Town & Coun­try

Country Life Every Week - - Contents - Kate Green

Act now to save the en­dan­gered Glouces­ter Old Spot

THE pig that pro­duces prob­a­bly the most suc­cu­lent sausages in the land is in de­cline, warns the Rare Breeds Sur­vival Trust (RBST). The char­ity’s watch­list for 2017–18, pub­lished this week with the most ac­cu­rate, up-to-date in­for­ma­tion yet, shows that num­bers of Glouces­ter­shire Old Spot (GOS) lit­ters have more than halved in two years, to 416 in 2016, and the breed is now ‘at risk’.

This is not for want of ef­fort by the 104-year-old breed so­ci­ety, whose pres­i­dent, The Princess Royal, keeps GOS pigs at Gat­combe Park in Glouces­ter­shire. This year, so­ci­ety rep­re­sen­ta­tives met with Farm­ing Min­is­ter Ge­orge Eus­tice to dis­cuss Eu-pro­tected food-name sta­tus af­ter Brexit— the GOS is one of only two porcine breeds (the other is the Welsh) to have it; it’s an­tic­i­pated that De­fra will need to es­tab­lish a na­tional scheme.

Ju­dith Sims, com­mit­tee pres­i­dent of the GOS Pig Breed­ers’ Club, has the old­est herd in the coun­try, in Cleve­don, near Bris­tol. She’s baf­fled by the drop in num­bers: ‘I can only imag­ine a lot of it’s to do with the ris­ing cost of feed and the knock-on ef­fect of cold win­ters and wet sum­mers—times are chang­ing and not ev­ery­one wants to be tied,’ she sug­gests.

Mrs Sims points out that some breed­ers con­fuse birth no­ti­fi­ca­tion (with the Bri­tish Pig As­so­ci­a­tion), which must take place be­fore piglets are 10 weeks, with reg­is­ter­ing. ‘You must no­tify a birth—reg­is­tra­tion can hap­pen at any stage. It will add value to your pigs and it’s worth it—they’re so pretty to look at and such good moth­ers.’ She ex­plains why the meat is so tasty: ‘They’re not fatty pigs, but they have that lit­tle more fat on the back that makes all the dif­fer­ence. I don’t know why ev­ery­one doesn’t have them!’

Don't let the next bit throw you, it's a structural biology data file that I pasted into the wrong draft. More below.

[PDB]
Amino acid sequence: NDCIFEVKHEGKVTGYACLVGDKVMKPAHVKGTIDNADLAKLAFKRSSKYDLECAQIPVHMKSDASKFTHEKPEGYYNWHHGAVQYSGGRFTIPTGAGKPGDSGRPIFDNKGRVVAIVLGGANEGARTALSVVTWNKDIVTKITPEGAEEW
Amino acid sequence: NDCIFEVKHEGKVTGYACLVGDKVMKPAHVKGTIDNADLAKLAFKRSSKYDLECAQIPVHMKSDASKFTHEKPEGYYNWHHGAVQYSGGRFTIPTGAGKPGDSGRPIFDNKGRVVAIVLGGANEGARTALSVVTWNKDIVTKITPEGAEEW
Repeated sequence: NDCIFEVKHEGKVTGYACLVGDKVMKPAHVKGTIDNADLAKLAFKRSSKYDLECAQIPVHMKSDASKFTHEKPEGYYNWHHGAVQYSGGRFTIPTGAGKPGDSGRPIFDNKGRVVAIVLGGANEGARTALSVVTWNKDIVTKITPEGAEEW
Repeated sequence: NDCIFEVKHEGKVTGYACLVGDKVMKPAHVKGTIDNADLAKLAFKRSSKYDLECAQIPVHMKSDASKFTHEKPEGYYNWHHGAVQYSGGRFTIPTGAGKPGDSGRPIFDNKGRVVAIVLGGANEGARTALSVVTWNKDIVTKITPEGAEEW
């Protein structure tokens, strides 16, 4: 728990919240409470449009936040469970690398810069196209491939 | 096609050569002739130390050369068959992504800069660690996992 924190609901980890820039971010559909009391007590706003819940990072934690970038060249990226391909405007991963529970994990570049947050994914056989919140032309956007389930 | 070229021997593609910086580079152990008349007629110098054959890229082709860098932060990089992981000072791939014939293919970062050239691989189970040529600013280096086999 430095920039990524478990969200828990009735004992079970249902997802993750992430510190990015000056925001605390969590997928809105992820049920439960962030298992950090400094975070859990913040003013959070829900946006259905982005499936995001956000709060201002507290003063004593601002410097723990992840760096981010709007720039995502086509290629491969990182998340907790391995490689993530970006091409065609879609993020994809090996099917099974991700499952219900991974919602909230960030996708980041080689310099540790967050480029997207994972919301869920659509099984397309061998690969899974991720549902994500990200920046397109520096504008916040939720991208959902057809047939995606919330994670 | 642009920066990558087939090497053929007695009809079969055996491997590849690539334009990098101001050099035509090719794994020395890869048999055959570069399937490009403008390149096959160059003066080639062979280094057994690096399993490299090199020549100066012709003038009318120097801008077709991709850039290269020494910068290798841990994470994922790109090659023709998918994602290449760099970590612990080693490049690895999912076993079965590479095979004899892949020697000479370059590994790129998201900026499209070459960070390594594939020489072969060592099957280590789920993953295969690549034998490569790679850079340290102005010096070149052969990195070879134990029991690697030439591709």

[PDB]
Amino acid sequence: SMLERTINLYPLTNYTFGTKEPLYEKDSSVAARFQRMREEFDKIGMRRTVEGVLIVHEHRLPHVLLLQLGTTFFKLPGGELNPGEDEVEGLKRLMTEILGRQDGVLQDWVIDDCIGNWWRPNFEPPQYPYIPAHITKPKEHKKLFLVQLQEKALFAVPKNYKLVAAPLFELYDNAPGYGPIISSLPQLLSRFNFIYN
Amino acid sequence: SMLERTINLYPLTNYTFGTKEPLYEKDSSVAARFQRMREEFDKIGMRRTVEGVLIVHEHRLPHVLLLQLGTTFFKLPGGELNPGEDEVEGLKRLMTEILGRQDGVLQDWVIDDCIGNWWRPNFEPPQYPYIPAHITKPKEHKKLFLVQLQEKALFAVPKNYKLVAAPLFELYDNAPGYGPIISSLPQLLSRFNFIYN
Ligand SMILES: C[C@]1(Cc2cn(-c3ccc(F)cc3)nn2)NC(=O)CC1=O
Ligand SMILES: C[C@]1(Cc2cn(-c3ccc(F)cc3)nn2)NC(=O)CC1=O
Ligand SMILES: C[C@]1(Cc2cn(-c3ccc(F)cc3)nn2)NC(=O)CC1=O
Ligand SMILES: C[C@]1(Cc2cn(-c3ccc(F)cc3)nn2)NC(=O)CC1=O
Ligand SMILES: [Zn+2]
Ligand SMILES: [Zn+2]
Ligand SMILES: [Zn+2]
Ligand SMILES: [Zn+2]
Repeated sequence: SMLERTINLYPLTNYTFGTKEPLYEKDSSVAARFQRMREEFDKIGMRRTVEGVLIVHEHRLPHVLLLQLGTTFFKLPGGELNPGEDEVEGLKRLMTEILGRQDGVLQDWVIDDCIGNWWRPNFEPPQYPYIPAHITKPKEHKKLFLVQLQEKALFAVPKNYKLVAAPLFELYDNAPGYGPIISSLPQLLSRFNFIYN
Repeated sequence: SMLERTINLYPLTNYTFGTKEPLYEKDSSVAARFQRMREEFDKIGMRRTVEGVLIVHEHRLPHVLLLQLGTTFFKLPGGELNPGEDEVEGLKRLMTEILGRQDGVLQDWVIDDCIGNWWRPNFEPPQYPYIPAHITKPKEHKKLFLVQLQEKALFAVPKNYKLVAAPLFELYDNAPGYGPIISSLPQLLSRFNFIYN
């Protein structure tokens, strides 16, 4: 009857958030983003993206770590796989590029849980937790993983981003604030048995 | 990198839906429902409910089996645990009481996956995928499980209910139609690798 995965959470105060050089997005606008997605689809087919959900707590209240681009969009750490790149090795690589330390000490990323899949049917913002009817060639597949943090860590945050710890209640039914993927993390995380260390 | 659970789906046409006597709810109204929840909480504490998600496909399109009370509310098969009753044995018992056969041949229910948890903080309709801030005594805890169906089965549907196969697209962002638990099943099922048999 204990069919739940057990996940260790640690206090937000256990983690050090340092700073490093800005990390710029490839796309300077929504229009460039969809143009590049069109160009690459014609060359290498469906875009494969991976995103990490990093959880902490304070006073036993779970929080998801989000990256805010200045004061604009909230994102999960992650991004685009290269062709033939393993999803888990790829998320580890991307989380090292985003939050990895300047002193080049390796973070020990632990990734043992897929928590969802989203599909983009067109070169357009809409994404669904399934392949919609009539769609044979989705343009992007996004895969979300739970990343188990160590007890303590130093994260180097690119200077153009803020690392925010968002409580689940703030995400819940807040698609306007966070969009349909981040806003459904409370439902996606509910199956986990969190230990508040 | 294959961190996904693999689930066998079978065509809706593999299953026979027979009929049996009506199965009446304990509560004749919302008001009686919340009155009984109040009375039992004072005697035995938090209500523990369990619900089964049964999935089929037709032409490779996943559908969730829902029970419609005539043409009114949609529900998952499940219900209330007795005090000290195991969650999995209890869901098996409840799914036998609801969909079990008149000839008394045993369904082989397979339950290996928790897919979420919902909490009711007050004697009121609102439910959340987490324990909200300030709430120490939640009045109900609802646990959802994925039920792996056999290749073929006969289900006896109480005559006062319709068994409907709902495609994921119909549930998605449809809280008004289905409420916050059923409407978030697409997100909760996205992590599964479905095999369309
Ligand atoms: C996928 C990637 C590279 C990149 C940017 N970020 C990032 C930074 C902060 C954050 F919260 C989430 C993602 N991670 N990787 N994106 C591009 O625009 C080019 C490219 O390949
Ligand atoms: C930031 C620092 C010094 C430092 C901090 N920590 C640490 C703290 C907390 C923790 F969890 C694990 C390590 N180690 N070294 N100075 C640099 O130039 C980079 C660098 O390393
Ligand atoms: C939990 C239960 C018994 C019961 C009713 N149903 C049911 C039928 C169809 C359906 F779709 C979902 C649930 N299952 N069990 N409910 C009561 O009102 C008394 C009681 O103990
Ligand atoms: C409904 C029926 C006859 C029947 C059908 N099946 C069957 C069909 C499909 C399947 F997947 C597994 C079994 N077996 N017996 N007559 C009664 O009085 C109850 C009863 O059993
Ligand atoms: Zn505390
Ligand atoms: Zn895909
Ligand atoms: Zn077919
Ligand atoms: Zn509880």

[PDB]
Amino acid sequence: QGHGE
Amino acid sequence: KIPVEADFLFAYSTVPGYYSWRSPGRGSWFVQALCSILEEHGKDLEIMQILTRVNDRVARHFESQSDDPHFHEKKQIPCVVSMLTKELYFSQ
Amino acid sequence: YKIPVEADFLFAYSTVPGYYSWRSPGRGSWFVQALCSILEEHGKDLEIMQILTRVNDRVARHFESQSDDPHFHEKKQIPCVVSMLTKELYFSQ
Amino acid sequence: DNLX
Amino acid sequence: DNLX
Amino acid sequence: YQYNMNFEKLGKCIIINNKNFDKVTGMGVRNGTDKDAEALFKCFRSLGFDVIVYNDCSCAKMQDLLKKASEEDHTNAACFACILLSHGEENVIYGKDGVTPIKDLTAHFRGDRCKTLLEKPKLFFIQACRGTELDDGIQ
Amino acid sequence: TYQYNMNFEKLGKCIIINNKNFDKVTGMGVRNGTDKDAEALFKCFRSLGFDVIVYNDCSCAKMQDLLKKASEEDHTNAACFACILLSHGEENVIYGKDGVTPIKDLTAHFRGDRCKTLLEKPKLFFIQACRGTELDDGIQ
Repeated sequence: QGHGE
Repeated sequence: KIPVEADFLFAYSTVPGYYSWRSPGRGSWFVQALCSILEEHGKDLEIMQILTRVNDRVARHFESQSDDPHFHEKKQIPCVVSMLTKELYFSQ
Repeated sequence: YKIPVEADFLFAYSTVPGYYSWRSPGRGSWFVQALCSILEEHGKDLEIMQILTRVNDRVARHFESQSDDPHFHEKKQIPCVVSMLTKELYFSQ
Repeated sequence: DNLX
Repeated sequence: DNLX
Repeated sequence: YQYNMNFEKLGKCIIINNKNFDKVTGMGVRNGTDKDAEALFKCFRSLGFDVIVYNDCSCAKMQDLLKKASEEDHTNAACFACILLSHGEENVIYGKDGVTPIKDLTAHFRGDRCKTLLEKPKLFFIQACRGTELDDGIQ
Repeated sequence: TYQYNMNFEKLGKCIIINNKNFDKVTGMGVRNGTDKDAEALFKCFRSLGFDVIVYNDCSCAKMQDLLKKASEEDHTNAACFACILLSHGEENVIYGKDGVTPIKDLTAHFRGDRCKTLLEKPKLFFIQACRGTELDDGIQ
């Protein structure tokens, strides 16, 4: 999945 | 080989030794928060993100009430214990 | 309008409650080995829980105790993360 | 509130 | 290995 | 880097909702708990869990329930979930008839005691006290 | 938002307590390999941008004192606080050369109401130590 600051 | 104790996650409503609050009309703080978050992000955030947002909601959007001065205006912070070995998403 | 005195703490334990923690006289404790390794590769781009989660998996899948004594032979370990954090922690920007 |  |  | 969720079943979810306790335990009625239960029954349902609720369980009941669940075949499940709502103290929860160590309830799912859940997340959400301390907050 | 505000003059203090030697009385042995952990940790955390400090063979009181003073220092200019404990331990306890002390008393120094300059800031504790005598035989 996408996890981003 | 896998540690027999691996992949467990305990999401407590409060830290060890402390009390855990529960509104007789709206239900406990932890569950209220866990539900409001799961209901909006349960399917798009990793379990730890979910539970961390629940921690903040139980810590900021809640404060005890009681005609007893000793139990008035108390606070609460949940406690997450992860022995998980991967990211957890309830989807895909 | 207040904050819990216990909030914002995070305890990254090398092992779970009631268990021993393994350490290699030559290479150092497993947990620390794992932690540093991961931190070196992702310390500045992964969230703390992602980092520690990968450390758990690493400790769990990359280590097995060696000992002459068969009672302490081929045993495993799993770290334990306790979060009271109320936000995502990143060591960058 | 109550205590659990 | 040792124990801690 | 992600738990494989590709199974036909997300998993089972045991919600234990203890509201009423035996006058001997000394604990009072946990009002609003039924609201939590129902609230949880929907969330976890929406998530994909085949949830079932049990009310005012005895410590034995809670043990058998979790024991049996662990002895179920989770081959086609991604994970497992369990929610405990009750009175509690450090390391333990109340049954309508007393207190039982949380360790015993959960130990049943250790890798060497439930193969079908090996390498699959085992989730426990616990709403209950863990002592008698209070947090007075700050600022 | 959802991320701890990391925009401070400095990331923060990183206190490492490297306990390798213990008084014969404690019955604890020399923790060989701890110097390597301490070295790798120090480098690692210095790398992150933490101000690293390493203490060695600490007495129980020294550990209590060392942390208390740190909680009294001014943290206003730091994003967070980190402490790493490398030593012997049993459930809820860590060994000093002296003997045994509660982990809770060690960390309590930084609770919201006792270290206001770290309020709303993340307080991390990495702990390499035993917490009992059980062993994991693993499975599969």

Although na­tive cat­tle breeds are be­ing boosted by a grow­ing mar­ket for grass-fed meat and in­ter­est in mi­cro­dairy­ing, goat num­bers are re­cov­er­ing and sheep are hold­ing their own— even the Bor­eray, rarest of all, has moved up a cat­e­gory from en­dan­gered to vul­ner­a­ble—most pig breeds are de­creas­ing and the RBST’S mes­sage is ‘Go na­tive’, both in buy­ing and eat­ing.

‘The sit­u­a­tion for pigs and equines re­mains ex­tremely wor­ry­ing,’ com­ments chief ex­ec­u­tive Tom Bee­ston. ‘It’s not that these breeds lack their en­thu­si­asts—in fact, the sit­u­a­tion for na­tive pigs has vastly im­proved over the past 40 years—but eco­nomic fac­tors have a mas­sive in­flu­ence and, how­ever en­thu­si­as­tic peo­ple are, breed­ing is very chal­leng­ing at pre­sent.’

Mr Bee­ston would like to see more par­ents buy­ing na­tive ponies for their chil­dren—the only equine to en­joy a reg­is­tra­tion in­crease dur­ing the past year is the hack­ney.

‘We have such a range of breeds that there’s some­thing to suit ev­ery­one,’ agrees Na­tional Pony So­ci­ety chair­man Jackie Webb. ‘There are Welsh cobs showjump­ing, Con­nemaras in en­durance, Shet­land ponies driv­ing and High­land, Fell and Dales ponies have enough bone for an adult to ride. The list is end­less and with so many breeds be­ing multi-tal­ented, there’s no rea­son not to buy a na­tive.’

‘The sit­u­a­tion for pigs and equines re­mains ex­tremely wor­ry­ing The num­ber of Glouces­ter Old Spot lit­ters (above) has halved in the past two years and the breed is now ‘at risk’

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